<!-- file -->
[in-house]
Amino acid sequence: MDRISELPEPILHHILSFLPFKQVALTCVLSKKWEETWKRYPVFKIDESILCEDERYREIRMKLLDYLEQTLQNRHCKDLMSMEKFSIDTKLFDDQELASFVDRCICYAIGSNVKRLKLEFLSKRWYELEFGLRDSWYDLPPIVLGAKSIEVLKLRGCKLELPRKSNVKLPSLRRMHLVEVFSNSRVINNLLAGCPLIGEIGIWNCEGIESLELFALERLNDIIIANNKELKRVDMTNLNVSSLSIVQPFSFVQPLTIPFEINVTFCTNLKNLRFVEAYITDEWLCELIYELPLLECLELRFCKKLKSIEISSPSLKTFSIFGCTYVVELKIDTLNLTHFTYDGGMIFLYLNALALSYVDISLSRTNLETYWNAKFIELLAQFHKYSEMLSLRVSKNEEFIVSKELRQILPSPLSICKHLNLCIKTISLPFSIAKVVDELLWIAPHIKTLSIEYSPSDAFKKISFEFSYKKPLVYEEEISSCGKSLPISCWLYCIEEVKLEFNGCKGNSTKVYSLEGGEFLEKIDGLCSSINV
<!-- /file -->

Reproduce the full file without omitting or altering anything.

[in-house]
Amino acid sequence: MDRISELPEPILHHILSFLPFKQVALTCVLSKKWEETWKRYPVFKIDESILCEDERYREIRMKLLDYLEQTLQNRHCKDLMSMEKFSIDTKLFDDQELASFVDRCICYAIGSNVKRLKLEFLSKRWYELEFGLRDSWYDLPPIVLGAKSIEVLKLRGCKLELPRKSNVKLPSLRRMHLVEVFSNSRVINNLLAGCPLIGEIGIWNCEGIESLELFALERLNDIIIANNKELKRVDMTNLNVSSLSIVQPFSFVQPLTIPFEINVTFCTNLKNLRFVEAYITDEWLCELIYELPLLECLELRFCKKLKSIEISSPSLKTFSIFGCTYVVELKIDTLNLTHFTYDGGMIFLYLNALALSYVDISLSRTNLETYWNAKFIELLAQFHKYSEMLSLRVSKNEEFIVSKELRQILPSPLSICKHLNLCIKTISLPFSIAKVVDELLWIAPHIKTLSIEYSPSDAFKKISFEFSYKKPLVYEEEISSCGKSLPISCWLYCIEEVKLEFNGCKGNSTKVYSLEGGEFLEKIDGLCSSINV